Wednesday, 21 November 2007
FDMX Wired Wednesdays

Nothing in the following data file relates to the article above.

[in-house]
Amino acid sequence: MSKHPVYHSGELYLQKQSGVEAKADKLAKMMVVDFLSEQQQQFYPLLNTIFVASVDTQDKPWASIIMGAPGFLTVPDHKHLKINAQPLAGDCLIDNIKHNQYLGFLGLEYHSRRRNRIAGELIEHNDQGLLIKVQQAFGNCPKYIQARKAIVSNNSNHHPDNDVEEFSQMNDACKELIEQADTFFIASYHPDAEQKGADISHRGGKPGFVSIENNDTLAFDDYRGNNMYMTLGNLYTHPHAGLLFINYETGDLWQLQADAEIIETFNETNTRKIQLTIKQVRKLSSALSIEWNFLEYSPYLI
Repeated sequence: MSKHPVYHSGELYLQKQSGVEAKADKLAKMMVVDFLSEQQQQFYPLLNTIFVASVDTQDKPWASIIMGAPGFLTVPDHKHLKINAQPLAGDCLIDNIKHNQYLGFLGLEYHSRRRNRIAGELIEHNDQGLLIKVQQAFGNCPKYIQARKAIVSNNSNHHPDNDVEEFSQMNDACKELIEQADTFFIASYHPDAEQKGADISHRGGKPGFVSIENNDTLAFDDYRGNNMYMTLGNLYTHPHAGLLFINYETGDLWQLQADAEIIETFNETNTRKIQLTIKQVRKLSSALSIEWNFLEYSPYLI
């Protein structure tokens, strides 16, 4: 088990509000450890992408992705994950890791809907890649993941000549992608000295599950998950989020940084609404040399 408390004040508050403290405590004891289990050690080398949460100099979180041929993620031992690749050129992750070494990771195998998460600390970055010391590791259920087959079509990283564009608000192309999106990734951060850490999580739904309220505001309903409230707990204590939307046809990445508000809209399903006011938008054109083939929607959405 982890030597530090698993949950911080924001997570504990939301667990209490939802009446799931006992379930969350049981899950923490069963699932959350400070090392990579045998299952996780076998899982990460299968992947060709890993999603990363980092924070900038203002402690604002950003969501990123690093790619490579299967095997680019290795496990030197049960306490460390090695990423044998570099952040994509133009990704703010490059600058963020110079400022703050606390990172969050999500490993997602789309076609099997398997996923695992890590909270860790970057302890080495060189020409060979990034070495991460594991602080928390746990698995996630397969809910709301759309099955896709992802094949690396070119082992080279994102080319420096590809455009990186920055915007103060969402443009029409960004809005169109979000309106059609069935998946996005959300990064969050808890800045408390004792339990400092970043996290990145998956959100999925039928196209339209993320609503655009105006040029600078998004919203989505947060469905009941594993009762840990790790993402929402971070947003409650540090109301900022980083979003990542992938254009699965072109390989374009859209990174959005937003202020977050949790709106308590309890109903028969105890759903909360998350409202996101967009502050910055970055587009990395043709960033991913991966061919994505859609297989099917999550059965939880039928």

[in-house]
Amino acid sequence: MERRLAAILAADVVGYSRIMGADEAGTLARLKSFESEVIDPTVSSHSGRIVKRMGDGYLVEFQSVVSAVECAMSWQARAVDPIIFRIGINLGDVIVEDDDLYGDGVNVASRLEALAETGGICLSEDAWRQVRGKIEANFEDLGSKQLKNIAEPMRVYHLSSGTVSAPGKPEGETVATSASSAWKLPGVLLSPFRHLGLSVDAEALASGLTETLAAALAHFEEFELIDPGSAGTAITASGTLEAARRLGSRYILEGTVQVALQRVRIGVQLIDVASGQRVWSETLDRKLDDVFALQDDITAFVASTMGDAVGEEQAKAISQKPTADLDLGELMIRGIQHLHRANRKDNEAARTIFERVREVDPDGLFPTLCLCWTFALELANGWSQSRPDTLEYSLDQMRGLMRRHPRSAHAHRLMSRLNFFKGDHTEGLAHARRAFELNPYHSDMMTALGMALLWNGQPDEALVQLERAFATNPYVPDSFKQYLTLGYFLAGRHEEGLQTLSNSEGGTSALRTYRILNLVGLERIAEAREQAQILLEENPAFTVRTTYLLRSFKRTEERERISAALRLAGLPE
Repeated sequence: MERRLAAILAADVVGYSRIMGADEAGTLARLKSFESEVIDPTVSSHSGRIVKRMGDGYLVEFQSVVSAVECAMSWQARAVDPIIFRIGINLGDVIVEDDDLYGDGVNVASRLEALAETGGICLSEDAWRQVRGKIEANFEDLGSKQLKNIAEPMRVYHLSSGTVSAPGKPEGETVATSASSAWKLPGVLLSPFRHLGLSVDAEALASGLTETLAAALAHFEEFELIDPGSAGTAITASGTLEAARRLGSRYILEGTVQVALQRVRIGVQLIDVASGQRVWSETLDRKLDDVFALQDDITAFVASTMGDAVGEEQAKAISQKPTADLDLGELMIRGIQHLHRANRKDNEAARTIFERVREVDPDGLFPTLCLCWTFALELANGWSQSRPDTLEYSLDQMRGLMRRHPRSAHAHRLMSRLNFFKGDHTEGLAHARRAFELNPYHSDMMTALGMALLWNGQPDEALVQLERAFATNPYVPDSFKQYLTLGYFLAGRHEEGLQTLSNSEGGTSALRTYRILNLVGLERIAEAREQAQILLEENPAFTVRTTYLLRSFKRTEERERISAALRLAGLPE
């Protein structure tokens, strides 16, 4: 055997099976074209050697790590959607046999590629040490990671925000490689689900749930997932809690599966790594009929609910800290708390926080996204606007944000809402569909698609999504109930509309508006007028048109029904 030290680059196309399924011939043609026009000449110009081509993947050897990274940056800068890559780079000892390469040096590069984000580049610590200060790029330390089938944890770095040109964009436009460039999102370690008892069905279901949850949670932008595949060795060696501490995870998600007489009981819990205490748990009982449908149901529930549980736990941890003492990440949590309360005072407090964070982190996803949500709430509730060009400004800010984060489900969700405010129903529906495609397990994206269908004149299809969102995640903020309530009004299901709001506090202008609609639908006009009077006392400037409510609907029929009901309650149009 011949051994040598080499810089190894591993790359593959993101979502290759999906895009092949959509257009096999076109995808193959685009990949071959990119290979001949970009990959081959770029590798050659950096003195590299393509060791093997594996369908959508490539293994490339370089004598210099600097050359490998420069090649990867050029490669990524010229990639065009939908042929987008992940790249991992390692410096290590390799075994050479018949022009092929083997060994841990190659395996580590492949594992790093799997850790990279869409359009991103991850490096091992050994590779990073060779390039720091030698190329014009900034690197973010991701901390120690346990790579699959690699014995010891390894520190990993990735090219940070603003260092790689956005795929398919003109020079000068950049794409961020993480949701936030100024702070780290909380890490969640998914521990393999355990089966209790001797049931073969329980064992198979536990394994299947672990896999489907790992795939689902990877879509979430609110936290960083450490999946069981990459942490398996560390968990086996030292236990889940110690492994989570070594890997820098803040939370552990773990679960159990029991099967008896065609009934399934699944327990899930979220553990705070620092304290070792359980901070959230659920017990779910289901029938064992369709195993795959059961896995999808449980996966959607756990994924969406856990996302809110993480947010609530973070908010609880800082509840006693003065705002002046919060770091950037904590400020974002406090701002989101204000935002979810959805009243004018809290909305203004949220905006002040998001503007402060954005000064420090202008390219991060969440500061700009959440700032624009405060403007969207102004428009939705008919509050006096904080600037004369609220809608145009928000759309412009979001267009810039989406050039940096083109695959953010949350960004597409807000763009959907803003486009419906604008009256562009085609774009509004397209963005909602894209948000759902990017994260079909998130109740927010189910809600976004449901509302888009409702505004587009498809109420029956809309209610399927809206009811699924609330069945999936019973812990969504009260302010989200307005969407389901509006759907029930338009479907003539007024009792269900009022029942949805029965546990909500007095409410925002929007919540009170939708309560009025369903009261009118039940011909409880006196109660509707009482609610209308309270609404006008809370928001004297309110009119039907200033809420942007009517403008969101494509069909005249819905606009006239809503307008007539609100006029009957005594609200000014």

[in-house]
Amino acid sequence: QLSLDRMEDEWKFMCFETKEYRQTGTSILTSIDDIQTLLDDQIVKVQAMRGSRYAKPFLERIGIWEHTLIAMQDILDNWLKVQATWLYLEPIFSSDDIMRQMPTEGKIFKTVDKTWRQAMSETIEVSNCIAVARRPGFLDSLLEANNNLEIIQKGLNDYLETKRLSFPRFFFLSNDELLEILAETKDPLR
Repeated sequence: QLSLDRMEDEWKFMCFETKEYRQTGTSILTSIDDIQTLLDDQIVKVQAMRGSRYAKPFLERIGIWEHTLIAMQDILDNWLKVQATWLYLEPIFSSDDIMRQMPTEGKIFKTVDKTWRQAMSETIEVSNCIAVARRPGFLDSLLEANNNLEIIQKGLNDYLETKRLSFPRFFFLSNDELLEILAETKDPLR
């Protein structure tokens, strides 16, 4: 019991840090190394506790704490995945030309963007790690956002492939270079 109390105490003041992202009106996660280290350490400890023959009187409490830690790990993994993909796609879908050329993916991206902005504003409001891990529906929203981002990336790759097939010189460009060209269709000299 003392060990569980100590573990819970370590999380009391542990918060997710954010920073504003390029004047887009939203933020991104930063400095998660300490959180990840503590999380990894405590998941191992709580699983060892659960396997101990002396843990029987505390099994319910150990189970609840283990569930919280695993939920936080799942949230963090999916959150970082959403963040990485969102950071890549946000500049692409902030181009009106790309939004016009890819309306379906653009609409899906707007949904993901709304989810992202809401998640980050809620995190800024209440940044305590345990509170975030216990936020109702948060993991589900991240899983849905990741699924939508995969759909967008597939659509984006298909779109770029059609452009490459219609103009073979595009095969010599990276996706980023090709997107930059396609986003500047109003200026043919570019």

What a fantastic resource this is - went along this morning to the Film Archive at the County Hall to see presentations from 3 people within the animation industry. All from different areas yet provided valuable insight into the inner workings of the industry. The first to speak was the creator of the anmated series 'Stressed Eric', Karl Gorham, very informative and useful, giving very handy tips for anyone contemplating a career wthin animation. Basically in a nutshell - it's be persisent, be patient, be original and most importantly, be yourself. Up next was Keith Tut, director from Redfox Productions who are responsible for the now global 'Pablo The Little Red Fox' animated series. Again, very handy advice concerning getting a 'bible' together covering all aspects of a particular idea, an insight into the time span from the inital idea for a project through to the completion and broadcasting (his new series 'Wolfgang' has so far been 6 years in planning..) His main piece of advice was to construct something that is timeless, that's to say in 20 years you can return to the work and not totally hate it! Also that childrens animation is far less of a financial gamble due to the fact that there will always be a rotating audience to cater for as opposed to a very discerning adult audience. He listed a selecion a funding sources too : Screen east, Channel 4, Nesta, European Media Fund, The Film Council and Pact.co.uk. Kris Martin from locally based Studio Soup was last and for me seemed I could relate to him more than the previous 2. He works in a different area altogether - Studio Soup is a sevice based company, they have very tiny deadlines that require instant results to strict briefs from clients. He showed examples for companies such as MTV and Hummer-also interesting to add that under his contract with Studio Soup he can also Freelance; I think it's such a bonus to have that added freedom within employment. Their company seems to cater for all aspects of animation for all fields and all devices; his advice being that Motion graphics is the steady form of work wheras 2d animation basically sounds like you'd be lucky to get a job in the U.K.! Interesting to note that the software mostly used by their company is Lightwave (never tried it) and After Effects (plus Photoshop). A very inspiring and informative morning, I'd highly recommend the Wired Wednesdays.